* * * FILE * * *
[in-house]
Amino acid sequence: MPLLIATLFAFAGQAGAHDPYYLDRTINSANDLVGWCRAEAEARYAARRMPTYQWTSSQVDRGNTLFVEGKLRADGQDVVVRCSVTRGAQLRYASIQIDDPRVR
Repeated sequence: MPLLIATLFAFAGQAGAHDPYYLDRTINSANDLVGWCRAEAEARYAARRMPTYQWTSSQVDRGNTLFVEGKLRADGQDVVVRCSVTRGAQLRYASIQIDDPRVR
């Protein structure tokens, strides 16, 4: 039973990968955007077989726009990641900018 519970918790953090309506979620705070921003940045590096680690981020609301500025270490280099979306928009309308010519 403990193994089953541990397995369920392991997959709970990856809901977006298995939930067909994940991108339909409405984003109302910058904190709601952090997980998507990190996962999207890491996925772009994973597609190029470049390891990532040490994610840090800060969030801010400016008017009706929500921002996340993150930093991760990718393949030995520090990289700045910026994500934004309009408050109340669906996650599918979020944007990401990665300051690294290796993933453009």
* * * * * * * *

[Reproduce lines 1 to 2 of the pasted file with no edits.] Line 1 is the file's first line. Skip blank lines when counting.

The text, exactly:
[in-house]
Amino acid sequence: MPLLIATLFAFAGQAGAHDPYYLDRTINSANDLVGWCRAEAEARYAARRMPTYQWTSSQVDRGNTLFVEGKLRADGQDVVVRCSVTRGAQLRYASIQIDDPRVR